"That last part was a misprint," he said. "I had zero no-hitters."
How did Frasor choose to become a pitcher instead of a shortstop? That came about when he took the only Division I college scholarship offer he received, from Southern Illinois University at Carbondale.
"I signed for books. I went down there, not knowing if I was going to pitch or if I was going to hit," Frasor said. "And they said, 'You're going to be a pitcher.' And I just took off from there. I wasn't going to be a hitter."
Nearly two decades later, Frasor is still pitching, now out of the Royals' bullpen after being obtained last Wednesday in a trade that sent Minor League pitcher Spencer Patton to the last-place Rangers, in a move to start unloading veterans.
"You never know, especially with a last-place team," Frasor said. "They're going to have some tryouts for young guys and you've got to make space. And I was the first to go."
Frasor, who'll be 37 on Aug. 9, was brought in to help fill some of the void left when Tim Collins and Louis Coleman were shipped to Triple-A Omaha. Manager Ned Yost said Frasor will mix in with Kelvin Herrera and Aaron Crow as bridges to setup man Wade Davis and closer Greg Holland.
"What we did so well last year was win those one- and two-run games late," Yost said. "We're in pretty good shape when we get to the eighth inning, but this just gives us a little more depth in the sixth and seventh."
Frasor's Minor League development with the Tigers -- he was a 33rd round pick in the 1999 First-Year Player Draft -- was slowed by two Tommy John surgeries.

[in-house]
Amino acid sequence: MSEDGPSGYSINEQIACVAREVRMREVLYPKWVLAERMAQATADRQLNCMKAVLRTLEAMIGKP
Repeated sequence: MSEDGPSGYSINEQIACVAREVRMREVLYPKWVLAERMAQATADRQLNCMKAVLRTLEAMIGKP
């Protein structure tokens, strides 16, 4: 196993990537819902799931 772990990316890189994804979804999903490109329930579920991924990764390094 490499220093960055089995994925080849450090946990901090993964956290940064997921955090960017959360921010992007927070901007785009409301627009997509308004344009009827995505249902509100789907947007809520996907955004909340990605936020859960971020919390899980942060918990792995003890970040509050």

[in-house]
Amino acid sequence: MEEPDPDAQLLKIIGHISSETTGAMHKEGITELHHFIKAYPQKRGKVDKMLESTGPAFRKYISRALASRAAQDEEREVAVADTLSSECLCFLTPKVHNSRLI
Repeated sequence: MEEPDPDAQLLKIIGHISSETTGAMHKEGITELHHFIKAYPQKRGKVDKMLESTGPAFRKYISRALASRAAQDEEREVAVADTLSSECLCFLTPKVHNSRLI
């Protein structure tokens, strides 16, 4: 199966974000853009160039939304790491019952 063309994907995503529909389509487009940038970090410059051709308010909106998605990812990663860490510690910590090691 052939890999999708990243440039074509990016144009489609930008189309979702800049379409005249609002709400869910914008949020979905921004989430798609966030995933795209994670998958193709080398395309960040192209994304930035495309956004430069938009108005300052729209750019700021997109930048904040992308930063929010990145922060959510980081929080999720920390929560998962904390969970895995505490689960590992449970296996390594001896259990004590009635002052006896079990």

"Twice and a little cleanup in between. That slowed the growing process and the learning process," he said. "I was a starter through all that and then I got traded to the Dodgers and then, by default, I was like 'demoted' to the bullpen. I wasn't a Dodger guy, I wasn't 6-foot-4 and what I found was, this is where I need to be. The bullpen, this is it. It's a better spot."
Frasor eventually became a regular in the Blue Jays' bullpen from 2004 to 2012 (except for a brief interlude with the White Sox). He came to the Royals with a background of 624 Major League relief appearances.
"I'm an inning guy. Go for an inning and pass the baton," Frasor said. "That's what they [the Rangers] had me do. I guess it depends on how you're doing that day. If you're going smoothly, then keep on going."
"Try to get the ball to Wade Davis, then try to get it to Mr. Holland. Pass the baton."
Frasor did just that in his Royals debut in Saturday night's 2-1 loss to the Red Sox. Relieving Danny Duffy with two out and two on in the seventh, Frasor got the third out and passed the baton to Davis.
Davis pitched a perfect eighth, but the Royals couldn't score, so the baton never reached Holland.